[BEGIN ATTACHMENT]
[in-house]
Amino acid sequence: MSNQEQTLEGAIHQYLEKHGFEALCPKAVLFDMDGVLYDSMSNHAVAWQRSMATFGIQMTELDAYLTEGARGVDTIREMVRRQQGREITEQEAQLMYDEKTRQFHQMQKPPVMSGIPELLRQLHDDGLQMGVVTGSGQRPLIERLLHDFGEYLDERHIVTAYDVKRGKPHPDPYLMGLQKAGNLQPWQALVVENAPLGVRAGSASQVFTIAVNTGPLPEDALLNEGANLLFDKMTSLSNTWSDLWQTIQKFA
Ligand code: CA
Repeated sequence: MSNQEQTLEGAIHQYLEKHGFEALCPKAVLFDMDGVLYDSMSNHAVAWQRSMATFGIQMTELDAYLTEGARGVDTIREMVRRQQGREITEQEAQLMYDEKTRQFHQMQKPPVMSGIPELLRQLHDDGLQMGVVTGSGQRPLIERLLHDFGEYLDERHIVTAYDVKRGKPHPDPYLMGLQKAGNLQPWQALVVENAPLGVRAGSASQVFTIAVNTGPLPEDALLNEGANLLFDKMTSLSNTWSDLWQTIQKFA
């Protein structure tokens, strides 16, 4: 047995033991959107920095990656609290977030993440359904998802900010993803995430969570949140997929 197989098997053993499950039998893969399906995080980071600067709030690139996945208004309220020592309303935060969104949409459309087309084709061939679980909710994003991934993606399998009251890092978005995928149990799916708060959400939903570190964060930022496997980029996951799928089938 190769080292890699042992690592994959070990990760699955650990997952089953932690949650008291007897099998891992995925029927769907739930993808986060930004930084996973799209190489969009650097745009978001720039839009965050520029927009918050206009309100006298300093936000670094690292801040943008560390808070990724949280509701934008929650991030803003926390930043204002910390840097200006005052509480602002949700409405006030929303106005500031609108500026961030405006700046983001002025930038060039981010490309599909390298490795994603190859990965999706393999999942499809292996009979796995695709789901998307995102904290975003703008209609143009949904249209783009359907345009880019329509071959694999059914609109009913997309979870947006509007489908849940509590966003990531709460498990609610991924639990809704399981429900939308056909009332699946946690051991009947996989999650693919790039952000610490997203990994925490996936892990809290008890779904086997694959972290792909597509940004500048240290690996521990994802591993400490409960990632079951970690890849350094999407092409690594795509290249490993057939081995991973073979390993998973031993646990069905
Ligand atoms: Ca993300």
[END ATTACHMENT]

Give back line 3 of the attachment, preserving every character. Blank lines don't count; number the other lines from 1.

Ligand code: CA